He heard the sound of talking, and wheeled about as a bolt slid back and the door opened. Two men entered. The foremost was tall and of large structure; his forehead was high and bulged outward, so that his shaggy eyebrows, which grew together above the bridge of his aquiline nose, half-concealed his eyes. He wore a pointed, closely-cropped beard, in which a few gray hairs proclaimed him as middle-aged. Behind him was the young man who had given him the drugged cigarette in the lobby of the opera house.
The young man advanced and extended his hand. "How are you feeling now, Mr. Grandon?" he asked. "Ah, you seem surprised that we know your name. That will be explained to you. I should have introduced myself sooner. My name is Harry Thorne. Allow me to present Doctor Morgan."
The big man held out his hand and said in a booming bass voice, "This is a pleasure I have long anticipated, Mr. Grandon."
It was nothing like the voice he had heard in his mind, and yet it was the same voice. Grandon realized that at once; and his curiosity, added to the feeling of confidence in these men's intentions toward him that the note had imparted, washed away any resentment he might feel at their methods. He clasped the doctor's muscular hand and muttered an acknowledgement.
"And now," said Morgan, "if you will accompany us to dinner, we shall start the explanation due you. Afterwards, I shall ask you to read two interesting manuscripts before we talk further; they will tell you far more, and prepare you far better, for the experiment I have in mind than a lecture from me."
In Dr. Morgan's drawing room, where night had given way to day while Robert Ellsmore Grandon read two novel-length manuscripts, Dr. Morgan--who had entered just as Grandon was finishing the last chapter of the second box of neatly-typed pages--smiled at his guest quizzically. "What do you think of them?" he asked.
Grandon shook his head. "If I hadn't had the experience of the past day or so, I'd think they were just good stories and nothing more. Even so, they sound fantastic."
"They are," Morgan agreed. "But nonetheless true. To summarize briefly, I started experimenting with telepathy ten years ago, and finally succeeded in building a device which would pick up and amplify thought waves."
"And thought waves, you found," said Grandon, "are not limited to space or time. So you picked up the waves projected by another man who had built a similar device to project them--only this man was on Mars."
"But not the present-day Mars--the Mars of some millions of years ago, when a high human civilization did exist there." [See The Swordsman of Mars by Otis Adelbert Kline.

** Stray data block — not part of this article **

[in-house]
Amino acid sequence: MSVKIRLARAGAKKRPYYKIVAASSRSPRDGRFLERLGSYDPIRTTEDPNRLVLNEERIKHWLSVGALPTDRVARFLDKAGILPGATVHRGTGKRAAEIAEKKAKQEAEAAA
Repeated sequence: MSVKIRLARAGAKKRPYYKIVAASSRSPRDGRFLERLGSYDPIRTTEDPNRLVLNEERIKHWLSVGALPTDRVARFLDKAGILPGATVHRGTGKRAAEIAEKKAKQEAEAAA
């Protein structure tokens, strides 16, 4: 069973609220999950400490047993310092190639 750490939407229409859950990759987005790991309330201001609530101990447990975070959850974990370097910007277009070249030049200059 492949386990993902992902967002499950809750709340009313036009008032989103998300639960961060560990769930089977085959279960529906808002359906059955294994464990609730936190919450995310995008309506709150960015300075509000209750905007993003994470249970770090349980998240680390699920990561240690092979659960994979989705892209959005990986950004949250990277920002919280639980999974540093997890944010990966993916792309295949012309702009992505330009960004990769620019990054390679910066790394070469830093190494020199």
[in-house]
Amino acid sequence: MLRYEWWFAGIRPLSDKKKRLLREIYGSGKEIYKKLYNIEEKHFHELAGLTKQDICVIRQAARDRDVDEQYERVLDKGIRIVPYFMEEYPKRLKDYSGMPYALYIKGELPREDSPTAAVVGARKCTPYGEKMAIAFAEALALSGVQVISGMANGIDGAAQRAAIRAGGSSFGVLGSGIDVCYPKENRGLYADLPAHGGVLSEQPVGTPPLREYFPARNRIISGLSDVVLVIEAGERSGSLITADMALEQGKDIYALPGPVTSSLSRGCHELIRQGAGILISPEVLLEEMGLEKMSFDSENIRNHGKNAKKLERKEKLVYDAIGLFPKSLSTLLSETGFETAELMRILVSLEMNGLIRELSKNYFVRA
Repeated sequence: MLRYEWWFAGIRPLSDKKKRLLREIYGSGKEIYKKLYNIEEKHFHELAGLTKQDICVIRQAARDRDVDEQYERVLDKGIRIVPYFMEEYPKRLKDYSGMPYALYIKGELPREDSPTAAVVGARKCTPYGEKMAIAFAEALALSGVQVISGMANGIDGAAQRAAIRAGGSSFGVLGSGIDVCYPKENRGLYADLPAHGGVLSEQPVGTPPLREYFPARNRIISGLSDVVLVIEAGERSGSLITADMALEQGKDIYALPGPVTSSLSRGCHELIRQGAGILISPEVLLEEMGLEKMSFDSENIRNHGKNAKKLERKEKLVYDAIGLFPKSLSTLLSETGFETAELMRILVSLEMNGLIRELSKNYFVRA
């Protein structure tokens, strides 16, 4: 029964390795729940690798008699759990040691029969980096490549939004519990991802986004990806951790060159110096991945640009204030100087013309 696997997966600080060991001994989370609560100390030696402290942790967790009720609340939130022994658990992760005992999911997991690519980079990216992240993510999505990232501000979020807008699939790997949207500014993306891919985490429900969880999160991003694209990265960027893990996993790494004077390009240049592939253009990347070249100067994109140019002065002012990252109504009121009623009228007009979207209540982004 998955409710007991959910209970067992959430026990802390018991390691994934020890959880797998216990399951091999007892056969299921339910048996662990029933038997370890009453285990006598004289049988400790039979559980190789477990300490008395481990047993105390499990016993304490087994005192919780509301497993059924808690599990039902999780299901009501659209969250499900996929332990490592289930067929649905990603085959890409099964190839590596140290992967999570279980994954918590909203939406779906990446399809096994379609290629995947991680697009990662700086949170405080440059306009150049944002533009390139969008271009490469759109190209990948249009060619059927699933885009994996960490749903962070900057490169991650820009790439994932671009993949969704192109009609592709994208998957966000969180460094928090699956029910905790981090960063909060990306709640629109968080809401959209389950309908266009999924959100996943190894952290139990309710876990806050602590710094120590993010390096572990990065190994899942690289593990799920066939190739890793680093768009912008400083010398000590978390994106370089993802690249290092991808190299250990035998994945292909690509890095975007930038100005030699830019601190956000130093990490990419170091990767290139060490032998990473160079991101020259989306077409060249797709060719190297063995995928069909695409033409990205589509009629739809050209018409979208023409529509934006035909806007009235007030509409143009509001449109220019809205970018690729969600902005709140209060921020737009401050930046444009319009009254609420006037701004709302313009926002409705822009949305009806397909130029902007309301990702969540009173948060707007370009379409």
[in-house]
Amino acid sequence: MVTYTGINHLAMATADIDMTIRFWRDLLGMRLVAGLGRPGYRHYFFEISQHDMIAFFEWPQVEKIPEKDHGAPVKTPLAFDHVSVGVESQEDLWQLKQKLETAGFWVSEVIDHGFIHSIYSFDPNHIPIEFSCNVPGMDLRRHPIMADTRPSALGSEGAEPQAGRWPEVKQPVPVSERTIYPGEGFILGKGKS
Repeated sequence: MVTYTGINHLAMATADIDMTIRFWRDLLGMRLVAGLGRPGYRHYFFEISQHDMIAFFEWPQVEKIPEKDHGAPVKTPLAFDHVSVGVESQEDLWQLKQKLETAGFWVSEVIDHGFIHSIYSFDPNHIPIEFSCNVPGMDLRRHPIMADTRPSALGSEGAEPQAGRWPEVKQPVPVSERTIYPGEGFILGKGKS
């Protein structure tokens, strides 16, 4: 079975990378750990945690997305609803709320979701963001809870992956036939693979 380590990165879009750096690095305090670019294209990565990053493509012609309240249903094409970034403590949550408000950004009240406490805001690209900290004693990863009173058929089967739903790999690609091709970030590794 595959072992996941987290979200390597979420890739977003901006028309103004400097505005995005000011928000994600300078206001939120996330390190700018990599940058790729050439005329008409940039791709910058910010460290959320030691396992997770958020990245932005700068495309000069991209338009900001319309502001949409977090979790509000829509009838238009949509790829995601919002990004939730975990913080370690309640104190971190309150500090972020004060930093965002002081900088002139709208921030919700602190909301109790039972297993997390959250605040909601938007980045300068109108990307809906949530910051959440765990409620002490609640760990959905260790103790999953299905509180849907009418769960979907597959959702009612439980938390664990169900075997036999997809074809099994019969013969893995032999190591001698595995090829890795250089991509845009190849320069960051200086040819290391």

"And you and this Martian scientist, Lal Vak, found that persons who are nearly doubles in physical appearance may have similar brain-patterns--enough alike so that consciousness may be exchanged between them. Your first experiment involved such an exchange between an Earthman named Harry Thorne and a Martian named Borgen Takkor. The man you call Harry Thorne was born on Mars as Borgen Takkor, while the true Harry Thorne is 'now' living on Mars--and leading a most adventurous and satisfying career from the account I have read."
Dr. Morgan nodded. "He and his princess have had many adventures together beyond those related in the first manuscript. To us, of course, both have been dead millions of years. But it is possible for me to tune in on their lives at any point where Harry was transmitting to me. He has never regretted his choice."
"Then," went on Grandon, "you got in touch with a Venusian named Vorn Vangal, who is a contemporary of Lal Vak and Borgen Takkor. With his help you constructed a space-time vehicle through which your nephew, Jerry Morgan, was able to go to Mars in the flesh. And he, too, made out pretty well."
Morgan nodded. "Yes. I sent Jerry to Mars that way, and hoped that I'd be able to send someone to Venus the same way. But my telekinetic control failed in some way on the return trip, and I never recovered the ship I built for Jerry. Vorn Vangal said he would build one on Venus and send it to Earth for me, so that I could visit him, but I do not know when this will be possible. It may be soon; it may not be for some years." Morgan smiled. "And I'm not too patient a man. I know that it is possible for me to get an account of Venus as seen by Earthmen's eyes--the Venus that was, in relation to the Mars that was--just as I learned about Mars in those two manuscripts you've read. So I asked Vorn Vangal if he could send me the brain waves of two Venusians, to see if I could find their counterparts here on Earth. Then Harry urged me to try to see if there was a Venusian with whom he could change personalities--so I sent his picture and brainwave pattern to Vorn Vangal."